High Court hears CCC candidates’ case

Court hammer

THE Bulawayo High Court will today hear the case between the Citizens Coalition for Change (CCC) and three aspiring Bulawayo National Assembly aspirants whose nominations are being contested by the party.

The CCC recently filed an urgent chamber application at the Bulawayo High Court demanding that the three, Soneni Moyo, Dingilizwe Tshuma and Albert Mhlanga’s nominations to stand as its candidates in the August 23 polls be set aside.

The party is accusing the three of allegedly fraudulently filing their nomination papers using the party’s name.

Moyo successfully filed nomination papers to stand as CCC candidate for Pelandaba-Tshabalala, where the party signed papers for its deputy spokesperson Gift Siziba.

The two CCC candidates are set to clash with Cecilia Verenga (Zanu PF), Paulo Maplanka (EFF-Z) and Gift Ndlovu (DOP).

Tshuma filed as CCC candidate for Entumbane/Njube, where the party signed papers for Prince Dube.

The two will face Linda Chinamano (Zanu PF) and Nqobizitha Ndlovu (ZANC).

Mhlanga filed papers as CCC candidate for Pumula, where Sichelesile Mhlanga was also nominated as CCC candidate.

They will contest against Phumulani Nsingo (Zanu PF) and Trust Mazwi Mkhwananzi (Zapu).

In its urgent chamber application, CCC cited the Zimbabwe Electoral Commission (Zec), Moyo, Tshuma and Mhlanga as respondents.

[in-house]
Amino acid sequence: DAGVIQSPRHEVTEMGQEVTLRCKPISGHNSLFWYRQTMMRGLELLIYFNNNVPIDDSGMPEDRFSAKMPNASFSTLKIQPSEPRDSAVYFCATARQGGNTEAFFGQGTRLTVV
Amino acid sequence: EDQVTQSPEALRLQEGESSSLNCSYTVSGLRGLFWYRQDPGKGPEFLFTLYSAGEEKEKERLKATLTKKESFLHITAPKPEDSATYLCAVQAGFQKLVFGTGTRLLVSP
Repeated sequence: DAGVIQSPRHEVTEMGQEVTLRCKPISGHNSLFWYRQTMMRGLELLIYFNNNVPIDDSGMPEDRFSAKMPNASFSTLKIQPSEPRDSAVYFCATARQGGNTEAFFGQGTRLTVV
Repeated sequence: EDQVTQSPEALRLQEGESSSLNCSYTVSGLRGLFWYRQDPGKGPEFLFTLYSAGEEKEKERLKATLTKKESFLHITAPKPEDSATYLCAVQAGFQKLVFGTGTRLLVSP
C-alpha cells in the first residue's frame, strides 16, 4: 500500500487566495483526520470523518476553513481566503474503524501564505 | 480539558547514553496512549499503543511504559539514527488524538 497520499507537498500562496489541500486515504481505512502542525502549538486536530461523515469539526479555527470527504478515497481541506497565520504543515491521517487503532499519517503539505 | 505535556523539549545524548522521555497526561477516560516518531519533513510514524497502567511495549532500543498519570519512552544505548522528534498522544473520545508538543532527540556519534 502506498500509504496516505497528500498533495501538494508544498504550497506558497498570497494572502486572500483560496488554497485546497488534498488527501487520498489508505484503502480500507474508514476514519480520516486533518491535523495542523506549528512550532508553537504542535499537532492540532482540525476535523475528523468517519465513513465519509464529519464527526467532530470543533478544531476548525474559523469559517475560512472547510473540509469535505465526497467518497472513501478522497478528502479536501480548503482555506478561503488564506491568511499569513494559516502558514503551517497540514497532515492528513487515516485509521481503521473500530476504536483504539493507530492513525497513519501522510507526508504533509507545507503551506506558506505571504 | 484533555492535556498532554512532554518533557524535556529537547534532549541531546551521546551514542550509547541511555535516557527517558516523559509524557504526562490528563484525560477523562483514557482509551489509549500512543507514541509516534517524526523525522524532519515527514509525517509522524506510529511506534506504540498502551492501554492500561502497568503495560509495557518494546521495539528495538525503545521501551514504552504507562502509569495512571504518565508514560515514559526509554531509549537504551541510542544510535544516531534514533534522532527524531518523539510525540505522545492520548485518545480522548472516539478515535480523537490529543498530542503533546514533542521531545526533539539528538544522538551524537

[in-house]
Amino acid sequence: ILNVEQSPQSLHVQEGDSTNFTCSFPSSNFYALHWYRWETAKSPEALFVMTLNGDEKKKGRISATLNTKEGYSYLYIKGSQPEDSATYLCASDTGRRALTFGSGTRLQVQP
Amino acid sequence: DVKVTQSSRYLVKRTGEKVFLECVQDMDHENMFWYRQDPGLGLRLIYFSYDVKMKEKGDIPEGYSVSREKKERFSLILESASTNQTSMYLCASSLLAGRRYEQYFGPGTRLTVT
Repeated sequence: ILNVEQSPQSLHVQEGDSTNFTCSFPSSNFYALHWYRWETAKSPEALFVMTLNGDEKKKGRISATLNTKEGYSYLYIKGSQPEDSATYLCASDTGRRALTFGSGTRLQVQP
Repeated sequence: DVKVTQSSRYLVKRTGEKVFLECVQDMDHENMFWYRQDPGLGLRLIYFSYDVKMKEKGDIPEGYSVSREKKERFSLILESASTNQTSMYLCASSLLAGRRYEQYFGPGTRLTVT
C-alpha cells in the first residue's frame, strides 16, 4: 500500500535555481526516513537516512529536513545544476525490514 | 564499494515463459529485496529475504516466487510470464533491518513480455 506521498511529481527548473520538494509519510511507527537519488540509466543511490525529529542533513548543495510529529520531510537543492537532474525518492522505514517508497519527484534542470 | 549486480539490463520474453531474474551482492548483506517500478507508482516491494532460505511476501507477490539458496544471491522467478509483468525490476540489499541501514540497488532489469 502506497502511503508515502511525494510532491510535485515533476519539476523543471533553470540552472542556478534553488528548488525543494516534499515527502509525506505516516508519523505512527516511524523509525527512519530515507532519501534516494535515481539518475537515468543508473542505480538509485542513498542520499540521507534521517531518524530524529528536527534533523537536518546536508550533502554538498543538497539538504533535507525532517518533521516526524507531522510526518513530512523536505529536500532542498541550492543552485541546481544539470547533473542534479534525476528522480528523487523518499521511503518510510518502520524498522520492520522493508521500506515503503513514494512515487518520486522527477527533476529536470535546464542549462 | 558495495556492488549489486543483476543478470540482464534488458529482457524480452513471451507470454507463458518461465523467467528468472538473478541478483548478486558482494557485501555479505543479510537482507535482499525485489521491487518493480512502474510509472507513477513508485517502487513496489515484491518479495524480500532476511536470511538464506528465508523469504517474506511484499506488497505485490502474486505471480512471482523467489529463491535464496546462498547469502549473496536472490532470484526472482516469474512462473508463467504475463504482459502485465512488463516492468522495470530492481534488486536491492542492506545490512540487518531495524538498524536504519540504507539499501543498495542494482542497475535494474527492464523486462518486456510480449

In a notice of set down for urgent chamber application, date stamped by the Bulawayo High Court Registrar on July 5, the parties were advised that the matter would be heard today at 10am.

“Take notice that the above urgent chamber application has been set down in the High Court at Bulawayo for hearing by Justice (Nokuthula) Moyo on July 11 at 10am,” the notice read.

In her opposing of replication affidavit, Moyo, who is represented by a lawyer, Priviledge Sibanda, submitted that the CCC was not being truthful.

“It is humbly submitted in that it is the appellant that called all the candidates for nomination to submit their papers and clearance papers from the council,” Moyo said.

Mhlanga also submitted that he personally submitted his papers to the authorities responsible for such in CCC party structures.

“My papers were submitted to the designated officers and for a period of about two weeks, the appellant withheld my papers and only to receive them few hours before nomination court. I was at no position to determine whether the signatures were of the appellant’s designated office bearers,” Mhlanga averred.

“The issue of signatures raises material disputes of facts as this court is not in a position to determine the authenticity of signatures in the absence of expert evidence or the hearings of viva voce evidence.”

Mhlanga further noted that CCC said the symbol on his papers was forged and asked the court to make the appellant clearly prove that the symbol used was forged.

The three respondents further submitted that their nomination documents were submitted lawfully and were validly complete and prayed that appellant’s application be dismissed with costs.

Related Topics